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Defining reusable components with the OpenAPI specification

mikeralphson profile image Mike Ralphson Updated on ・3 min read

OAS building blocks

A pattern I'm seeing increasingly, is to compose OpenAPI specification (OAS, formerly known as Swagger) documents from multiple files. This allows re-use, easier collaboration and makes larger documents much easier to follow.

The resultant document can be parsed by tools which fully understand and implement the JSON Reference specification (i.e. they include a resolver), or it can be 'bundled' by de-referencing external references using such a JSON Reference-implementing tool.

But what should those fragments of OAS documents look like?

The OAS specification makes no rulings on this, other than the object being referenced must be of the expected type.

Thus a parameter definition in a self-contained OAS document may look like this:

...
paths:
  /:
    get:
      parameters:
      - $ref: '#/components/parameters/sort'
...
components:
  parameters:
    sort:
      name: sort
      in: query
      schema:
        type: string
        description: 'The direction of the sort'
        enum:
          - asc
          - desc

A parameter referencing an external fragment may look like this:

...
paths:
  /:
    get:
      parameters:
        - $ref: './includes/parameters.yaml#/sort'

and parameters.yaml could simply look like this, with no additional structure:

sort:
  name: sort
  in: query
  schema:
    type: string
    description: 'The direction of the sort'
    enum:
        - asc
        - desc

If we wished to compose our reusable components across subject-matter areas rather than structurally relating to the OAS, we might structure our documents like this:

paths:
  /:
    get:
      parameters:
        - $ref: './includes/parameters.yaml#/parameters/sort'
parameters:
  sort:
    name: sort
    in: query
    schema:
      $ref: '#/definitions/sortType'
definitions:
  sortType:
    type: string
    description: 'The direction of the sort'
    enum:
      - asc
      - desc

The problem with both styles of included document, is that neither is defined by any standard other than being valid JSON or YAML. Neither can be validated against a specification, even though their contents should be composed of valid OAS objects.

It raises questions such as: is it allowable to share the definition of the sortType schema across OAS v2 and OAS v3 documents, even though the definition of the Schema Object differs between the two specifications?

I would argue there are significant benefits in always structuring your included documents as fully valid OAS documents.

At the cost of the following six lines of metadata overhead (a little more in JSON), and slightly longer $ref values, our parameters.yaml document becomes:

openapi: 3.0.1
info:
  title: An include file to define sortable attributes
  version: 1.0.0
paths: {}
components:
  parameters:
    sort:
      name: sort
      in: query
      schema:
        $ref: '#/components/schemas/sortType'
  schemas:
    sortType:
      type: string
      description: 'The direction of the sort'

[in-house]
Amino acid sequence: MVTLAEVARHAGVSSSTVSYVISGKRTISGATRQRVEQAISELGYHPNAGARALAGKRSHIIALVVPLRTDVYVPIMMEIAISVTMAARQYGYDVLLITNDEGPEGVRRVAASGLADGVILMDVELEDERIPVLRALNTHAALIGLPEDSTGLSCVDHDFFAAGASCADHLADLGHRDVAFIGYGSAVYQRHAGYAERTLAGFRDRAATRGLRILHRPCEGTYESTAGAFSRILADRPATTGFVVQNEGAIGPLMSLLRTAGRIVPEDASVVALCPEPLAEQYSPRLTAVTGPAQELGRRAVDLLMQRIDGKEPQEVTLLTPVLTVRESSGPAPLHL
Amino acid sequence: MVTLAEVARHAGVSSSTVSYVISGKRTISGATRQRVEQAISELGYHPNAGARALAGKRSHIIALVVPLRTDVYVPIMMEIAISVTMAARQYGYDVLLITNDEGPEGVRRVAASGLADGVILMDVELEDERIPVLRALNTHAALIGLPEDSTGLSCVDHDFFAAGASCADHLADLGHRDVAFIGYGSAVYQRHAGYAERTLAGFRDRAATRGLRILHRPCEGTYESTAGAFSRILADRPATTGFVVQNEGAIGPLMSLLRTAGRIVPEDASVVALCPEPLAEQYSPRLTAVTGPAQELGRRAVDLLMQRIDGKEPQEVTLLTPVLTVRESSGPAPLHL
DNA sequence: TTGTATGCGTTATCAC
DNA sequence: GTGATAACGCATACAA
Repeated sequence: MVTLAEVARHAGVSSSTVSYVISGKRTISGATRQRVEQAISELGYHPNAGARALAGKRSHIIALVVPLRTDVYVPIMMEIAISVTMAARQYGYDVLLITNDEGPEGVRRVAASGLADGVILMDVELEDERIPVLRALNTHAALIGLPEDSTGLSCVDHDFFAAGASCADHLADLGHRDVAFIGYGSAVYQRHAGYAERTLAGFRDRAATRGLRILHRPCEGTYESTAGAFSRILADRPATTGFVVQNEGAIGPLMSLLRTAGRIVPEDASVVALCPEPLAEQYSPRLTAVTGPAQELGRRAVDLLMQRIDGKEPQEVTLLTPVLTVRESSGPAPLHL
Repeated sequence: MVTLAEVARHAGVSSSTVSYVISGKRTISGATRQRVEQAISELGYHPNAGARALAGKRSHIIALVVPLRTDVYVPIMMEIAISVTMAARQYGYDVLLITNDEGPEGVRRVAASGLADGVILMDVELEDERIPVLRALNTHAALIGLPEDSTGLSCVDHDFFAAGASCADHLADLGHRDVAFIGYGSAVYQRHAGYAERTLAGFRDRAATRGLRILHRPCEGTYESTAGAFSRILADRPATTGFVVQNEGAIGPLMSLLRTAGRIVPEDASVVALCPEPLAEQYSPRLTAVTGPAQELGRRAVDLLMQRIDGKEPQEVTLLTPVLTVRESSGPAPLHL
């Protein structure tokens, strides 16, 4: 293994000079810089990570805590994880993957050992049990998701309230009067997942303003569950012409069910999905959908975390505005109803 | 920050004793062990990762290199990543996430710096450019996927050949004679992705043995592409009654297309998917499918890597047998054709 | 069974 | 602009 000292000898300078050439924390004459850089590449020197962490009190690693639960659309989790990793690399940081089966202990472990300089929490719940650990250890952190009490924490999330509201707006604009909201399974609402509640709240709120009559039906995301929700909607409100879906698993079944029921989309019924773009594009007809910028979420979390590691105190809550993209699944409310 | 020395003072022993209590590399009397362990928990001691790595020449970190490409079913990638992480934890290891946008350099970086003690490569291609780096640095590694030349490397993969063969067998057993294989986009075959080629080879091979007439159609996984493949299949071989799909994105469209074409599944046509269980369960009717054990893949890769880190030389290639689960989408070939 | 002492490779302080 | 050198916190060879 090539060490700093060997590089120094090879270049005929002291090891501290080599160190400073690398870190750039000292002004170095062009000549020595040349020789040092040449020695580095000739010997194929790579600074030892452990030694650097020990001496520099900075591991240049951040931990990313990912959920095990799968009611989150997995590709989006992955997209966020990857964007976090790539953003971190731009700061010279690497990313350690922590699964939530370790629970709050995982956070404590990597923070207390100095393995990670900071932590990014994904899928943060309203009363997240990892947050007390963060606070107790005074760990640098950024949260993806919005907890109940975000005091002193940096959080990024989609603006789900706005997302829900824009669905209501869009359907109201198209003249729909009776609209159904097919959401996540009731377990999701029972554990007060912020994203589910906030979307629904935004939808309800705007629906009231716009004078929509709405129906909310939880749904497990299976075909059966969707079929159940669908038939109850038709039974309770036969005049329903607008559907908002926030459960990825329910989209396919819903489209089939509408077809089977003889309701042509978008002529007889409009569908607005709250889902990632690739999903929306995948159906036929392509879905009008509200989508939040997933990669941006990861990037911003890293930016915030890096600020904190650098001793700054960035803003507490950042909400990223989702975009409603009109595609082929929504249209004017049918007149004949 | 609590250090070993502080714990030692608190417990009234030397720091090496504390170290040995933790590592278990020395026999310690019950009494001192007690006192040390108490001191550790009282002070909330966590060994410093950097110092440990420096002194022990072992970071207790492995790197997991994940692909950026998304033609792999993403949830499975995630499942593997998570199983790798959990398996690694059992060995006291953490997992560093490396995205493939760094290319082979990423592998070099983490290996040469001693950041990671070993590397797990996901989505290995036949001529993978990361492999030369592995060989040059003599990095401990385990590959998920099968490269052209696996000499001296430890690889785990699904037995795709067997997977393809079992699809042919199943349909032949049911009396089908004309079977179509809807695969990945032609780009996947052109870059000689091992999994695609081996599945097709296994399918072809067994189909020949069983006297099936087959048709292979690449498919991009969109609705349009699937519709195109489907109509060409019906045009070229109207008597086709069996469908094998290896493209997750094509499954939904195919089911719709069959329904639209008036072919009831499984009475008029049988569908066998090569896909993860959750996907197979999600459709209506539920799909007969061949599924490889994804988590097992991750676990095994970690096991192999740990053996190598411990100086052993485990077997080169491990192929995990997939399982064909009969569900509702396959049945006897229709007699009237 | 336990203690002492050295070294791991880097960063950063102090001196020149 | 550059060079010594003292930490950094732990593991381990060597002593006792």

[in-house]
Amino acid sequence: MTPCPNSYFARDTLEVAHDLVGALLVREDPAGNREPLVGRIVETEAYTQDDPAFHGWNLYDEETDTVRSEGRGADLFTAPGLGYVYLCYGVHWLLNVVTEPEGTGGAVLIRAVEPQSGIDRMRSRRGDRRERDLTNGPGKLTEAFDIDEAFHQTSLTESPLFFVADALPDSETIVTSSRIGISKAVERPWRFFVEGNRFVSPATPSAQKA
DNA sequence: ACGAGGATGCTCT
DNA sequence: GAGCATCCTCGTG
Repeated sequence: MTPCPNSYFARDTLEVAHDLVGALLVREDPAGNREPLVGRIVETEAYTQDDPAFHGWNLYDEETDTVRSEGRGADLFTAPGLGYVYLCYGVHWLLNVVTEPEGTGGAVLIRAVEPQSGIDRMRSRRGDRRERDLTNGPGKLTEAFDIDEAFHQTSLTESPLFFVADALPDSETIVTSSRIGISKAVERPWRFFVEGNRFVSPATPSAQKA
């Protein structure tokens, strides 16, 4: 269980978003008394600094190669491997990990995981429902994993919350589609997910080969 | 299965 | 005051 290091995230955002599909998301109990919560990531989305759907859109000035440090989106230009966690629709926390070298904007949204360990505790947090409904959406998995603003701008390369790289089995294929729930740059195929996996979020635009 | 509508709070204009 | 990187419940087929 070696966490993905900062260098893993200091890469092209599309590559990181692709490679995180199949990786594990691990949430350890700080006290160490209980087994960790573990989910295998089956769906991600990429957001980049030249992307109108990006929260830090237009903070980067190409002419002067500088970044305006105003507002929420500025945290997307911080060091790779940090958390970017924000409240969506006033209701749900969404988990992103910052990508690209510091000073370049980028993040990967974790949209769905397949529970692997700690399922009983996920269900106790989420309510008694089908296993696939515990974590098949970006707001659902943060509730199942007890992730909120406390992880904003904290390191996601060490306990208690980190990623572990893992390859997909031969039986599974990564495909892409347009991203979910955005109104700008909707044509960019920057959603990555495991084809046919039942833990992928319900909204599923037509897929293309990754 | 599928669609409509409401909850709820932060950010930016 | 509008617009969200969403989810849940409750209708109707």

enum:
        - asc
        - desc

This document now has the benefits that it can be validated, linted, converted, transformed and edited using OAS compliant tools. In the case of conversion, it means OAS v2 document fragments can be upgraded in place to OAS v3 without having to bundle the document into a monolith.

The minimal info object gives us properties to describe the expected usage of the fragment, and an ability to version it separately from the 'master' OAS documents which reference it.

Simply by the presence of the empty paths object, we can tell we are dealing with a fragment, not a fully-defined OAS document.

These reusable sub-documents can also be shared between projects, allowing for industry-specific standard components to emerge.

Posted on by:

mikeralphson profile

Mike Ralphson

@mikeralphson

Maintainer APIs.guru, OpenAPI Initiative Technical Steering Committee member, co-chair W3C WebAPI Discovery Group

Discussion

pic
Editor guide
 

You say:

Simply by the presence of the empty paths object, we can tell we are dealing with a fragment, not a fully-defined OAS document.

But spec maintainer thinks differently:

It's meant to describe APIs, not catalogs of objects that can be used in APIs.

Source: github.com/OAI/OpenAPI-Specificati...

 

That's what Ron Ratovsky said some time ago. He's allowed to change his mind. :)

Ron is also one of the maintainers, but then so am I...

 

Personally, I've recently made a study to compare different options to define the structure of the data exchanged between the systems using JSON encoding. The final choice I had to make was not OpenAPI because:

  • I really want to be able to talk just about the data. It might be RPC. It might be messaging. But the data will be (mostly) the same. Of course, you also want to define transport thingies like paths and response codes as well once you get to it. But the data and its structure exchanged by the systems are largely independent of particular transport.

  • I fear that once unapproved workaround like empty paths is added, the tooling support could degrade rapidly. Again, talking about the data, I would like to be able to validate JSON file for compliance with defined structure. I want to be able to do this in runtime, during build time and when editing the schema or file with data. Most tools for OpenAPI are around REST and it is not quite trivial to validate chunk of data.

So what was your choice ?

Schema language for BLA-BLA-BLA unified format

Changes

  • 1.0 – Initial version

Executive summary

It is recommended to use JSON Schema to define JSON encoding of unified format of BLA-BLA-BLA.

Introduction

Unified format for BLA-BLA-BLA needs a formal protocol definition. For this, a schema definition language should be chosen. A universal schema definition language that can be used to define data structures that can later be expressed using several encoding formats like XML and JSON are preferred. However, this is not a mandatory requirement since industry moves away from XML while JSON adoption grows larger and larger. Thus, support for JSON is mandatory requirement while support for other technologies is optional.